December 4, 2016 - Taiwan Pavilion at the Venice Biennale - Tehching Hsieh: Doing Time
December 4, 2016

Taiwan Pavilion at the Venice Biennale

Tehching Hsieh, One Year Performance, 1981–82. © Tehching Hsieh. Courtesy the artist, Gilbert & Lila Silverman, and Sean Kelly Gallery.

Tehching Hsieh
Doing Time
May 13–November 26, 2017

Palazzo delle Prigioni
Venice
Italy

www.tfam.museum
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Taipei Fine Arts Museum is delighted to release further details of Taiwan’s contribution to the 57th Venice Biennale 2017 by the artist Tehching Hsieh: an exhibition entitled Doing Time.

Hsieh is now mounting the most comprehensive exposition of his work to date. Seen by many as an influential figure in the history of conceptual and performance art, Hsieh’s renown emanates from an astounding series of One Year Performances in the early 1980s: "rule-based" works conducted at the limits of human endurance. These performances explored self-discipline, physical alteration, notions of freedom, visibility and the nature of human relations. The exposure of his work, and the discourse accompanying it, has proliferated with the turn to performativity and “durational aesthetics” in contemporary art, and the increasing entry of works of performance into major museum collections.

Individual documentary exhibitions of Hsieh’s One Year Performances have previously been shown in China, Germany, Brazil, the UK and the USA. His work has also entered the collections of Tate Modern, London and Hong Kong’s M+. But Doing Time promises to be the first occasion that several of Hsieh’s year-long works will have been seen together in their fullest forms, as well as revealing previously un-exhibited early works performed in Taiwan, that shape the aesthetic concerns of his later epic endeavors.

Hsieh’s acclaimed Time Clock Piece will form one part of the exhibition: the artist punched in to a worker’s time clock on the hour every hour for an entire year. On each occasion he took a still image on a 16mm camera of his standing to attention beside the clock. Sleep deprivation was pitted against the demand to be upright and visible. His ordeal resulted in one of the most uncanny and compelling performance artifacts made by an artist: a six-minute film of Hsieh’s tremulous body floating beside a whirling clock, wracked by an immense wave of time.

Hsieh’s preoccupation with freedom and constraint is equally evident in his Outdoor Piece, also exhibited in Doing Time, where he spent a year on the streets of Manhattan without taking shelter of any kind. His ability to roam freely came at the cost of physical degradation, vulnerability and the violence of the law. Many of the materials from his year outside will be exhibited, including minutely detailed maps of his daily wanderings and stark photographs of the solitude of life on the street.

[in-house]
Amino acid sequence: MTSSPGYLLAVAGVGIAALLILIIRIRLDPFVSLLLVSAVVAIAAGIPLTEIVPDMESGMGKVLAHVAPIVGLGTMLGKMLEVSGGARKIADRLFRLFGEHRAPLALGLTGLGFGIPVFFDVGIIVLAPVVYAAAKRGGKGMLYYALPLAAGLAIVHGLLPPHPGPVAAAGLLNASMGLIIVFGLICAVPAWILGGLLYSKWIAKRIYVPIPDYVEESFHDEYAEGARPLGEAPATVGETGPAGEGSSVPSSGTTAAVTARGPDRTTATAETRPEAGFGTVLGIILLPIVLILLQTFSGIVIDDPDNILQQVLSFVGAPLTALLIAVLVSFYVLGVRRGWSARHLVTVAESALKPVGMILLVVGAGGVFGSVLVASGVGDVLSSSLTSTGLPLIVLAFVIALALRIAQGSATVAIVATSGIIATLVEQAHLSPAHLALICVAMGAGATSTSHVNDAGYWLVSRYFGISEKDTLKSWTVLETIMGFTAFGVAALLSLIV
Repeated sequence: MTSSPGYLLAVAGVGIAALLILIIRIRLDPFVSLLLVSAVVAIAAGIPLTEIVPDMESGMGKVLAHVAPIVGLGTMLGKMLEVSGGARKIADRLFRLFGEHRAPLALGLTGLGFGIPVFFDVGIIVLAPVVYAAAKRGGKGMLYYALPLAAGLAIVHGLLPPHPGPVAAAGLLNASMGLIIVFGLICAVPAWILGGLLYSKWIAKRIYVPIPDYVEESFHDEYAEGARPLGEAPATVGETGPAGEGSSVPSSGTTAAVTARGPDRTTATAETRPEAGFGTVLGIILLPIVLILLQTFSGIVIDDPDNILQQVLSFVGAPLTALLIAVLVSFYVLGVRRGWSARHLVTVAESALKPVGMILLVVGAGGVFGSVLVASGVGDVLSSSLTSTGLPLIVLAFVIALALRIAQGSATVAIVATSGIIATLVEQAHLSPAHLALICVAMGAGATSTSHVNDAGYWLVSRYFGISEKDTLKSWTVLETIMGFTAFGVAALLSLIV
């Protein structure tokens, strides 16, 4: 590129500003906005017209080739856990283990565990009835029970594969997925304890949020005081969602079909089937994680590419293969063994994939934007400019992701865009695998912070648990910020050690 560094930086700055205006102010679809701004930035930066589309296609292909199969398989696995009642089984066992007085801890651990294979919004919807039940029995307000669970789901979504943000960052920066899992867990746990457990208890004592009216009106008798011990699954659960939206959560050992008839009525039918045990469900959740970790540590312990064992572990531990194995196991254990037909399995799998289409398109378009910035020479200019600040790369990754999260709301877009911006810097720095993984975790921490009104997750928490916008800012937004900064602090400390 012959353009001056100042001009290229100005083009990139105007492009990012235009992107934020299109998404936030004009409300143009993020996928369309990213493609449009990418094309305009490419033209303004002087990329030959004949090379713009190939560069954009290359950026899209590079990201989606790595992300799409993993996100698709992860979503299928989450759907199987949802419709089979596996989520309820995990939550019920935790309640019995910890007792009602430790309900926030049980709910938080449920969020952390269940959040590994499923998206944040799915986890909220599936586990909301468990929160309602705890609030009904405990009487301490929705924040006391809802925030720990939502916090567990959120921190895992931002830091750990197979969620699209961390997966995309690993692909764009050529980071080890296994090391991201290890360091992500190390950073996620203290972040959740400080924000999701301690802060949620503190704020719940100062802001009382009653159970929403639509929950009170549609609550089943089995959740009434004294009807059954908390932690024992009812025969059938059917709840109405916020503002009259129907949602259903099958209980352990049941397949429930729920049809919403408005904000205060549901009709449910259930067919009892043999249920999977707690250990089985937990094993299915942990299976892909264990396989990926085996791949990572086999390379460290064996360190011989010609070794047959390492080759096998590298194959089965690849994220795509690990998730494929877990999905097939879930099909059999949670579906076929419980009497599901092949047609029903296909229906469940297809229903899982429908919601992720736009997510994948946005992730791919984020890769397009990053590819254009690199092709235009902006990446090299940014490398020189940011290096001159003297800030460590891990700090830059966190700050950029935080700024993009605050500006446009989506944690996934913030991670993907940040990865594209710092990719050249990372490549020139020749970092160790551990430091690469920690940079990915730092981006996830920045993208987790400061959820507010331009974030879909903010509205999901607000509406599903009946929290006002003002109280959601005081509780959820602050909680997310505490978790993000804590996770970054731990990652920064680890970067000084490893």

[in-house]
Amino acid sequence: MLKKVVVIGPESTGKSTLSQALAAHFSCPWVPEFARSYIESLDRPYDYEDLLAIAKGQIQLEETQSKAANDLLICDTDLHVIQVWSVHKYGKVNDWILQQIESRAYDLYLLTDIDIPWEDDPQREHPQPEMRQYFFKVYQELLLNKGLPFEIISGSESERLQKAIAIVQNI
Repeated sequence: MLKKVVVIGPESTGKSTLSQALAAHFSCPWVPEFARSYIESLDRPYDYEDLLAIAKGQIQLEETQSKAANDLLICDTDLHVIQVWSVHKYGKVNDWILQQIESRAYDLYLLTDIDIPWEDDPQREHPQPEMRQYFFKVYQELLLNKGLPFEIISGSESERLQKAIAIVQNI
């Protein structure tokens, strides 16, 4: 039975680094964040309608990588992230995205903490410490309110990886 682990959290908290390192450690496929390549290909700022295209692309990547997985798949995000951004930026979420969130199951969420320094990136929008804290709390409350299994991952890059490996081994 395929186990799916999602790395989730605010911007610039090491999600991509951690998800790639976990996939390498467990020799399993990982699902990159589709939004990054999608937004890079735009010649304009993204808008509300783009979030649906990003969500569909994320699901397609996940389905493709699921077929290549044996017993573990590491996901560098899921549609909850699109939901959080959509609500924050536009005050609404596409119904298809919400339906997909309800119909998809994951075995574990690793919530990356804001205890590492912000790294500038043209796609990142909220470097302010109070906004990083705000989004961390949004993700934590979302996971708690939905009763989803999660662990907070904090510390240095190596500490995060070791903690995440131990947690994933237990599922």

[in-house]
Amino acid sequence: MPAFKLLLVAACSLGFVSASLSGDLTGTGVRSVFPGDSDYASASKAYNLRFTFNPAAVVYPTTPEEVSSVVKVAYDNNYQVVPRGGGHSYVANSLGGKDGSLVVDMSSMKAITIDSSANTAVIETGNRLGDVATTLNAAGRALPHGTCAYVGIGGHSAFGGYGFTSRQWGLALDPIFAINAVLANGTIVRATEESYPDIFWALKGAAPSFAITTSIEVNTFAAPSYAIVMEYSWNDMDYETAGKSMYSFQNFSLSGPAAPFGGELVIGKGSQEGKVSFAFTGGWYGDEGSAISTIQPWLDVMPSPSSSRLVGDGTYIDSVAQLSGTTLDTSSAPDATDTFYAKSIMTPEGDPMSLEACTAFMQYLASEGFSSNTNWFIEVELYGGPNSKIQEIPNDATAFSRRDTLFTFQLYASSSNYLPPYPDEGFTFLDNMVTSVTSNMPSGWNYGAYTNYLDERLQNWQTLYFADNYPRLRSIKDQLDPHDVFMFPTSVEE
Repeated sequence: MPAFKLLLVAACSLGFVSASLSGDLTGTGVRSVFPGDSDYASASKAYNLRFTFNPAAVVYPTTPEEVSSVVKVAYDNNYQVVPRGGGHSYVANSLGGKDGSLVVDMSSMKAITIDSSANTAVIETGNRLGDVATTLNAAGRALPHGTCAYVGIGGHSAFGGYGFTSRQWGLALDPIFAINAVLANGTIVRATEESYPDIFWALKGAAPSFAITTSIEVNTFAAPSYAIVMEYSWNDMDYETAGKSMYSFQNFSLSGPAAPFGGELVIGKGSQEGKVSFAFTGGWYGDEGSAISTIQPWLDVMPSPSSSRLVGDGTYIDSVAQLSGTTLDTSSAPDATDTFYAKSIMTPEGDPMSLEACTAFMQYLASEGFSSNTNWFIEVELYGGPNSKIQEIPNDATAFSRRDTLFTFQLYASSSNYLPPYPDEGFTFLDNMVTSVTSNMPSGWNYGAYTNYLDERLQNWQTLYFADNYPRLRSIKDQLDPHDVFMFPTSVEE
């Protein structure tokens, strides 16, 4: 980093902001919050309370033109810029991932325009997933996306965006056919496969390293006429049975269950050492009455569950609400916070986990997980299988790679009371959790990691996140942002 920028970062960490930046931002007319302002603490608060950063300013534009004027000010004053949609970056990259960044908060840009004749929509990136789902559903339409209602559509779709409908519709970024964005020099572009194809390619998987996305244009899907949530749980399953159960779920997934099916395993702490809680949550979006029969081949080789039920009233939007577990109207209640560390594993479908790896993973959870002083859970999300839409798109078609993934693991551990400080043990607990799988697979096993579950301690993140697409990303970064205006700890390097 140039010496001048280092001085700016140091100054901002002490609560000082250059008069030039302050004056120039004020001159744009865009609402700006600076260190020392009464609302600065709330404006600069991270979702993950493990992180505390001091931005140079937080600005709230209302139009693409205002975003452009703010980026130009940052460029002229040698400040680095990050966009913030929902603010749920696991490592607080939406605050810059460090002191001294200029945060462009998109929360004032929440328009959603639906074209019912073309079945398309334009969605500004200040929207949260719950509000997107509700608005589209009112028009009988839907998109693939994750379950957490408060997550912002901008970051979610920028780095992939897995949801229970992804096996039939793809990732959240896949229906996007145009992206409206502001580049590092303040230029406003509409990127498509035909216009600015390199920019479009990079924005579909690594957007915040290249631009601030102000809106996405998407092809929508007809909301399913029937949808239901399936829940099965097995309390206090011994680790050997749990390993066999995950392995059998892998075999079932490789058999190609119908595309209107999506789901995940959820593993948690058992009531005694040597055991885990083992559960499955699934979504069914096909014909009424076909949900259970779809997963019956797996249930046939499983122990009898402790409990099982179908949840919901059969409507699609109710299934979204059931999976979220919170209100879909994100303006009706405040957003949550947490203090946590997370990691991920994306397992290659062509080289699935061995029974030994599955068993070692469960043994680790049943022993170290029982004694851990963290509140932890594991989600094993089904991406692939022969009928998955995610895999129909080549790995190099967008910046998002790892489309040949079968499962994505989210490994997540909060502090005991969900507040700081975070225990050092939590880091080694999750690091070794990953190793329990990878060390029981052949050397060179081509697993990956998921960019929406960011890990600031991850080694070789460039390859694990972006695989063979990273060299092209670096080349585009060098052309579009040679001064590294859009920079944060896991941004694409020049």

A person of profound actions and succinct words, Hsieh explains the philosophy behind his art making: “Life is a life sentence. Life is passing time. Life is freethinking.” The title Doing Time not only refers to Hsieh’s investment in long durations, but his personal philosophy and creative history: in an earlier performance he spent a year in silence locked in a cage.

Curator Adrian Heathfield argues that Doing Time is “far from being a straightforward historical exhibition.” “Hsieh’s works,” he says, “all question the relation between the lasting document, the archive and the event of performance: the ways the past can linger within the present.” Hsieh’s meticulous, often excessive documentary materials gathered over the duration of each year of work will be assembled into overwhelming installations. Heathfield also stresses what he calls the artist’s “forceful address to contemporary conditions.” Hsieh’s art, he argues, “was incredibly prescient in the understanding that the technologies of capitalism would capture and accelerate life itself, turning sentient experience into productive labor.”

Heathfield sees the significance of Hsieh’s oeuvre as arising from his art world outsider status and his years as an illegal immigrant in New York. His work constantly invokes the qualities of migrant experience: subjugation, precariousness and the struggle to survive. “The performances speak to and from the life of those who have nothing, in common,” Heathfield says. Of Hsieh’s tireless endurance of physical abjection the curator asserts, “each of these works is about forms of bare existence in which resilience is pitched against adversity, and the fugitive qualities of life are valued in their passing.”

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